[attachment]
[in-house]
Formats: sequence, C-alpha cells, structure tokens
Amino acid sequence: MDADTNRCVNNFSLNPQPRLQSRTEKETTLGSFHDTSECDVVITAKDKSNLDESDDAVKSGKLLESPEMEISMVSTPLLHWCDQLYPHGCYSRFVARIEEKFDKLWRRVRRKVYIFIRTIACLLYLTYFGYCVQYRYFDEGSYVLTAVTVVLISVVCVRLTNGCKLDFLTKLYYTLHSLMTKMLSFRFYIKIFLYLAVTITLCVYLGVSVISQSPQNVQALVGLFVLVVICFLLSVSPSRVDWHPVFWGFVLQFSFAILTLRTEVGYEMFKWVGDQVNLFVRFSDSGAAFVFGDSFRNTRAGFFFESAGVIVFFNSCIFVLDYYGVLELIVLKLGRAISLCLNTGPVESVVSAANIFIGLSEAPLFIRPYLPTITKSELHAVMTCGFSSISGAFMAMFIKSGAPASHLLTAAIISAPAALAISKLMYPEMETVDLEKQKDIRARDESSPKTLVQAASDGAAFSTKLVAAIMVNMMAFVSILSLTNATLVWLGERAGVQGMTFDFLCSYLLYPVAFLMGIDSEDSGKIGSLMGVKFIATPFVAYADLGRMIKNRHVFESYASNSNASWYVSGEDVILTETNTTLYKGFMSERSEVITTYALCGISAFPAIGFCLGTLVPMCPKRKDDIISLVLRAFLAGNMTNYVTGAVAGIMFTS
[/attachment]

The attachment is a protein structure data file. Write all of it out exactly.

[in-house]
Formats: sequence, C-alpha cells, structure tokens
Amino acid sequence: MDADTNRCVNNFSLNPQPRLQSRTEKETTLGSFHDTSECDVVITAKDKSNLDESDDAVKSGKLLESPEMEISMVSTPLLHWCDQLYPHGCYSRFVARIEEKFDKLWRRVRRKVYIFIRTIACLLYLTYFGYCVQYRYFDEGSYVLTAVTVVLISVVCVRLTNGCKLDFLTKLYYTLHSLMTKMLSFRFYIKIFLYLAVTITLCVYLGVSVISQSPQNVQALVGLFVLVVICFLLSVSPSRVDWHPVFWGFVLQFSFAILTLRTEVGYEMFKWVGDQVNLFVRFSDSGAAFVFGDSFRNTRAGFFFESAGVIVFFNSCIFVLDYYGVLELIVLKLGRAISLCLNTGPVESVVSAANIFIGLSEAPLFIRPYLPTITKSELHAVMTCGFSSISGAFMAMFIKSGAPASHLLTAAIISAPAALAISKLMYPEMETVDLEKQKDIRARDESSPKTLVQAASDGAAFSTKLVAAIMVNMMAFVSILSLTNATLVWLGERAGVQGMTFDFLCSYLLYPVAFLMGIDSEDSGKIGSLMGVKFIATPFVAYADLGRMIKNRHVFESYASNSNASWYVSGEDVILTETNTTLYKGFMSERSEVITTYALCGISAFPAIGFCLGTLVPMCPKRKDDIISLVLRAFLAGNMTNYVTGAVAGIMFTS